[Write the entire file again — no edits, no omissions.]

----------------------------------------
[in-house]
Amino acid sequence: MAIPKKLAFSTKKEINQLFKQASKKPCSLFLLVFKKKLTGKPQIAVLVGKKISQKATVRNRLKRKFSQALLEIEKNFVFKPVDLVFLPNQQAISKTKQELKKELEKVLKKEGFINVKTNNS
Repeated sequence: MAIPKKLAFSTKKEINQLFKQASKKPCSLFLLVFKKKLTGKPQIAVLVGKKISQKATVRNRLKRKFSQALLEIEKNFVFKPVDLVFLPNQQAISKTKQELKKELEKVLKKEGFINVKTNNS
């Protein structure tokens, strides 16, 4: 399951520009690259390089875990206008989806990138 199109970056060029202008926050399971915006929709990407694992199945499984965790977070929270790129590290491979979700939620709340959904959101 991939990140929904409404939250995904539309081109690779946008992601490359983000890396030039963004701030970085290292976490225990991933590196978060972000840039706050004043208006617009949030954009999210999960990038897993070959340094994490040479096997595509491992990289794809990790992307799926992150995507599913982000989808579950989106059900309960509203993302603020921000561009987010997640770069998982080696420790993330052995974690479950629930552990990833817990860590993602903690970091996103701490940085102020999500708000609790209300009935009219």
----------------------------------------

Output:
[in-house]
Amino acid sequence: MAIPKKLAFSTKKEINQLFKQASKKPCSLFLLVFKKKLTGKPQIAVLVGKKISQKATVRNRLKRKFSQALLEIEKNFVFKPVDLVFLPNQQAISKTKQELKKELEKVLKKEGFINVKTNNS
Repeated sequence: MAIPKKLAFSTKKEINQLFKQASKKPCSLFLLVFKKKLTGKPQIAVLVGKKISQKATVRNRLKRKFSQALLEIEKNFVFKPVDLVFLPNQQAISKTKQELKKELEKVLKKEGFINVKTNNS
């Protein structure tokens, strides 16, 4: 399951520009690259390089875990206008989806990138 199109970056060029202008926050399971915006929709990407694992199945499984965790977070929270790129590290491979979700939620709340959904959101 991939990140929904409404939250995904539309081109690779946008992601490359983000890396030039963004701030970085290292976490225990991933590196978060972000840039706050004043208006617009949030954009999210999960990038897993070959340094994490040479096997595509491992990289794809990790992307799926992150995507599913982000989808579950989106059900309960509203993302603020921000561009987010997640770069998982080696420790993330052995974690479950629930552990990833817990860590993602903690970091996103701490940085102020999500708000609790209300009935009219």